A reader, Mr D, asked:
I am being made redundant, no redundancy pay as I didn’t work there long enough.
We have managed my IVA payments when I was on furlough by taking a mortgage holiday but that is ending and now our household income will be halving. We will struggle to pay the mortgage let alone the IVA. My partner earns too much for me to get any benefits.
I know I have to tell my IVA, but what should I ask for? I have just started my fourth year.
Mr D is right that he needs to tell his IVA firm about his situation. This should be as soon as possible, there is no reason to delay and it probably won’t be as difficult a conversation as he may think. Many people are in a similar situation and IVA firms will be doing their best to help them get through it.
He should be able to easily get a break in his IVA payments – this is what he needs to ask for at the moment. If he hasn’t had one before, most IVAs let you have a 9 month break. Even if he has already had a payment break, new Coronavirus rules may mean he can get a further one.
If Mr D gets a job during this break he can restart his IVA payments. If his new job pays less, he can ask for his IVA payments to be reduced because of this.
At the end of the agreed payment break, if he thinks he will get another job with a bit more time, he could ask for a further extension.
But if there is little prospect of a job at the end of 9 months, he could also ask for his IVA to be completed “on the basis of funds paid to date”. Then his IVA finishes properly, it doesn’t fail. His creditors will be asked to agree to this – they don’t have to but they may decide to as he has already paid three years of payments and he has been trying to get another job.
Check about benefits
Mr D can use a benefits calculator to see what help he can get. “Means-tested” benefits will depend on how much his partner earns and whether they have any children.
But even if his partner earns too much, he may well be able to get “new style JSA” if he has paid enough NI contributions. You can still get this whatever your partner earns or even if you a lot of savings. It’s only £74 a week and it only lasts 6 months but it’s better than nothing!
As he has a partner still working, he won’t be able to get any help from the benefits system with his mortgage payments.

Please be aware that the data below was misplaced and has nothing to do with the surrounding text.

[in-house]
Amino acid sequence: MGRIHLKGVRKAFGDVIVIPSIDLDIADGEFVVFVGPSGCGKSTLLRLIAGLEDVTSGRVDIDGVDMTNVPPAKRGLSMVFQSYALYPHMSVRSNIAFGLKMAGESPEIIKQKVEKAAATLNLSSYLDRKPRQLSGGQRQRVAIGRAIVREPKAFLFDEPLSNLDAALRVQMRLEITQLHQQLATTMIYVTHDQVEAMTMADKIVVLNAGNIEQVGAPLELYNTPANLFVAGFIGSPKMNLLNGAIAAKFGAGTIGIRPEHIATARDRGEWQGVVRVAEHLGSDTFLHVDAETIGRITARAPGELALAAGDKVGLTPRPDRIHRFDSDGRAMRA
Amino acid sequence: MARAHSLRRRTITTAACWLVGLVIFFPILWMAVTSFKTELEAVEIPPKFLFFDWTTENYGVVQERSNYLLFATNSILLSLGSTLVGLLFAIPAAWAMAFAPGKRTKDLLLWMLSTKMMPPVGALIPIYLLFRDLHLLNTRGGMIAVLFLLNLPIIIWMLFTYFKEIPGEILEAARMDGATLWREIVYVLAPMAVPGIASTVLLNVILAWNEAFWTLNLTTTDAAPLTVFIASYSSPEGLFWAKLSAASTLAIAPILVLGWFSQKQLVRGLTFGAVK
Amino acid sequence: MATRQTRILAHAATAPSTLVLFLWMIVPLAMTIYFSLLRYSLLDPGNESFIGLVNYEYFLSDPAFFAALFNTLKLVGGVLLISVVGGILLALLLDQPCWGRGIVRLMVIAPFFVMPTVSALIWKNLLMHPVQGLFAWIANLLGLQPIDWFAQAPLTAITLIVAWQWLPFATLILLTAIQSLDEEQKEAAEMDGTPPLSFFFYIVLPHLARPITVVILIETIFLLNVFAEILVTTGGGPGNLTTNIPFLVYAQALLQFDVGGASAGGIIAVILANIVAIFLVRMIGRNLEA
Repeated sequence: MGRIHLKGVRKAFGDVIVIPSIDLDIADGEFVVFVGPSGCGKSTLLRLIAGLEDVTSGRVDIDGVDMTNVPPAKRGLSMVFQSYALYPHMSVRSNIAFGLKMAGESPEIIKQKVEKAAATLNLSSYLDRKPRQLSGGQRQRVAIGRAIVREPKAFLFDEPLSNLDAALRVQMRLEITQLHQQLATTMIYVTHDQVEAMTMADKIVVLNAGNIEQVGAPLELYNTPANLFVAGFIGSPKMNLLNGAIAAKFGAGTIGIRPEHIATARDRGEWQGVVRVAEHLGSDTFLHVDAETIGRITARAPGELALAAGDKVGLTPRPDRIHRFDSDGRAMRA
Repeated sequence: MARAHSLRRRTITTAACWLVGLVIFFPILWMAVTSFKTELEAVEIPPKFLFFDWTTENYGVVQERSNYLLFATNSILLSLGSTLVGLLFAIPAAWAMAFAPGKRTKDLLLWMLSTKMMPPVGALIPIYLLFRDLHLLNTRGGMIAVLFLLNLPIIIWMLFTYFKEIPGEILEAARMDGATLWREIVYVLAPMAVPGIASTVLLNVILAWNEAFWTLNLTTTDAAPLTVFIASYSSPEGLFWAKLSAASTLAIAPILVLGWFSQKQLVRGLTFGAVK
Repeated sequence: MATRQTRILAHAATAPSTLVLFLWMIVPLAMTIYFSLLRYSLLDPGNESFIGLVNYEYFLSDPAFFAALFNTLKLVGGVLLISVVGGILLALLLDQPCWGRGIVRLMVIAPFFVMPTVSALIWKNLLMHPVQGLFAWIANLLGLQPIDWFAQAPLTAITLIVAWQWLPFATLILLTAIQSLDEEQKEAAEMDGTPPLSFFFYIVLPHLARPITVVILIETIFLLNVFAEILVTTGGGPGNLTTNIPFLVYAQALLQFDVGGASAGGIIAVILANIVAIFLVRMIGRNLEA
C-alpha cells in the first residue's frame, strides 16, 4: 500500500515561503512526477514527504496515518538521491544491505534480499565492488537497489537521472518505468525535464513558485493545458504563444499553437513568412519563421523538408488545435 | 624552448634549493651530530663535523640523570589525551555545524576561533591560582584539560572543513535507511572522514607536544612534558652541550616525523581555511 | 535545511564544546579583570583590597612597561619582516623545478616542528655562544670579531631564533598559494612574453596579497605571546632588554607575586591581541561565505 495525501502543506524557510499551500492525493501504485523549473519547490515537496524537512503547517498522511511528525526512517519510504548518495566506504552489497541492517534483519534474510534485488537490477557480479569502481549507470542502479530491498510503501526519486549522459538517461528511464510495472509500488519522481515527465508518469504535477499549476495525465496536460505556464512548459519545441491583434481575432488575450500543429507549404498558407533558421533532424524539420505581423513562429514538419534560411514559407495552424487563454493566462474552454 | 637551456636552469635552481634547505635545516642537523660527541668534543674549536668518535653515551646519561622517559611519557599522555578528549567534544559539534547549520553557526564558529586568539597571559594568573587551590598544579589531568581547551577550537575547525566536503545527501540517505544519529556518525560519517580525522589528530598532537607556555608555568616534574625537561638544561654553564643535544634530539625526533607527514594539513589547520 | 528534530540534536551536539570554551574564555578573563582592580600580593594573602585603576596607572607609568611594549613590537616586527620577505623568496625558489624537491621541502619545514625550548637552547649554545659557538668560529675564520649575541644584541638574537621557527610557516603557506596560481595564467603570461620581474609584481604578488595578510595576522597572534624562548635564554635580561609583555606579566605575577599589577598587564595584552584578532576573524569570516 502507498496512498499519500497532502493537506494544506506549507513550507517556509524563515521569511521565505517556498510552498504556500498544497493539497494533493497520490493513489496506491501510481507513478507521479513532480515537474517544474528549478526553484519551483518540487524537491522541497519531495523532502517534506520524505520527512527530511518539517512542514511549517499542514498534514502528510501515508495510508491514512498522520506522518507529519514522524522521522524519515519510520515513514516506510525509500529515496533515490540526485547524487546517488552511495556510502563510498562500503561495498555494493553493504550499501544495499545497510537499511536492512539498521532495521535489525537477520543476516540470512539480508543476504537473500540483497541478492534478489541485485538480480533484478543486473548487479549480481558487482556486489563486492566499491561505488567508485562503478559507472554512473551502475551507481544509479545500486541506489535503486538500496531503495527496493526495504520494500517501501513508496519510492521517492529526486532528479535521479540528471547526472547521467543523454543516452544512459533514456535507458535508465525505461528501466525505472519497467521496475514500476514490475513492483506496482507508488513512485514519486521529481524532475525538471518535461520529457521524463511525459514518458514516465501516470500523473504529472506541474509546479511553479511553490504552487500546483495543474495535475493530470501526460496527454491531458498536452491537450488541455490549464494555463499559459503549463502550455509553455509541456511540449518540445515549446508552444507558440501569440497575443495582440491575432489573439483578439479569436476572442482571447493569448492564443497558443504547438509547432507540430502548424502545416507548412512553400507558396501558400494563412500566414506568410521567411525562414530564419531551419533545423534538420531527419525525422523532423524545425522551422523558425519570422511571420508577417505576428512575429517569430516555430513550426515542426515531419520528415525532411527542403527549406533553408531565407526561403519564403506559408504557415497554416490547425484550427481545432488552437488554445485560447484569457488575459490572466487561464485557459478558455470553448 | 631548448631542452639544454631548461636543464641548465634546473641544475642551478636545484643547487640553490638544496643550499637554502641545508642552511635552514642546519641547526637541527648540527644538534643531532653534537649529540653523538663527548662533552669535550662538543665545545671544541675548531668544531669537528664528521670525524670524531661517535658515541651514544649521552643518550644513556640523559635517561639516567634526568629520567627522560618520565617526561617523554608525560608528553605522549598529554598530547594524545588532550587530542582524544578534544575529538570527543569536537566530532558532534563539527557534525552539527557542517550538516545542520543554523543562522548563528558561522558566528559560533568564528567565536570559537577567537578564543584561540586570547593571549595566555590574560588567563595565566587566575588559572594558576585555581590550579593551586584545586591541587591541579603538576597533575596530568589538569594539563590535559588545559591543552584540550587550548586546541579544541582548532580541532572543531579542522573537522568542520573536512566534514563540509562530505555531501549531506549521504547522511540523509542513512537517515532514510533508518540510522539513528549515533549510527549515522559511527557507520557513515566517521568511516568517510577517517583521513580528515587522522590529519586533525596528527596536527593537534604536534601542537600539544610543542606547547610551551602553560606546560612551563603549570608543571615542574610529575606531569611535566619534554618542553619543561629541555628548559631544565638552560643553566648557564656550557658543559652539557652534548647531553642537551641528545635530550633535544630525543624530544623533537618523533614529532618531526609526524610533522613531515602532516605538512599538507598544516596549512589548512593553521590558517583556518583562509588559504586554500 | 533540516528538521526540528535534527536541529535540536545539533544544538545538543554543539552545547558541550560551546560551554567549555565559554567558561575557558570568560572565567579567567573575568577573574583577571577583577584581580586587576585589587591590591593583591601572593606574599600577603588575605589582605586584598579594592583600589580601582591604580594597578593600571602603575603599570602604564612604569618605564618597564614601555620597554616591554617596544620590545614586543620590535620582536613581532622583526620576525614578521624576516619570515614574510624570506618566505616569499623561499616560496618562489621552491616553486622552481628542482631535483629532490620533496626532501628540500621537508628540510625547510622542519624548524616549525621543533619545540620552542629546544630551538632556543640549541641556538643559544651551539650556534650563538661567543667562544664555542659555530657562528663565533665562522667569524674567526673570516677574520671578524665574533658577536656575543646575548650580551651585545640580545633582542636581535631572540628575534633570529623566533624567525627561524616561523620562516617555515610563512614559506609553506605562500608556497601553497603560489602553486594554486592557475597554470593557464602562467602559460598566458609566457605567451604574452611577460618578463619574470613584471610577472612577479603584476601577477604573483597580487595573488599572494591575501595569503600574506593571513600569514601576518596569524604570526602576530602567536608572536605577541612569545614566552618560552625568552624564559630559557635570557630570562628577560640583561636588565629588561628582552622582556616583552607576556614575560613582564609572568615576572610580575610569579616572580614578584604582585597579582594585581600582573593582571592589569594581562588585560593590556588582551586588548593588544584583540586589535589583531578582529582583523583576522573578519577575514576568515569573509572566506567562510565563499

(If he didn’t have a partner in work, then he would be able to get some help with his mortgage after he had been on Universal Credit for 9 months.)
Mortgage – the top priority
If his partner’s income isn’t enough to pay the mortgage and other essential bills, they need to talk to their mortgage lender about what help they could get. It is best to do this soon, not wait until arrears have built up.
The FCA, who regulates mortgage lenders, has made some proposals about what should happen when customers have difficulty with mortgage payments because of Coronavirus. These aren’t finalised yet, but it is very likely they will be agreed. The FCA says:
Where customers who have benefitted from payment deferrals under the June guidance remain in financial difficulty, we consider that they will need more tailored support.
This means that lenders won’t have to provide further mortgage payment holidays. “Tailored support” means that Mr D’s lender should look at his whole situation, including his other debts and essential living costs.
There may be different options, depending on their situation and the lender. For example, it may be possible to switch to only paying the interest on their mortgage for a while.
A good debt adviser can help them draw up a budget to show the mortgage lender and work out what their priority bills are. For example if Mr D’s partner has credit cards or other non-priority debts, it may be good to only make token payments to them, leaving more money for the mortgage and essential bills.
I suggest they contact their local Citizens Advice.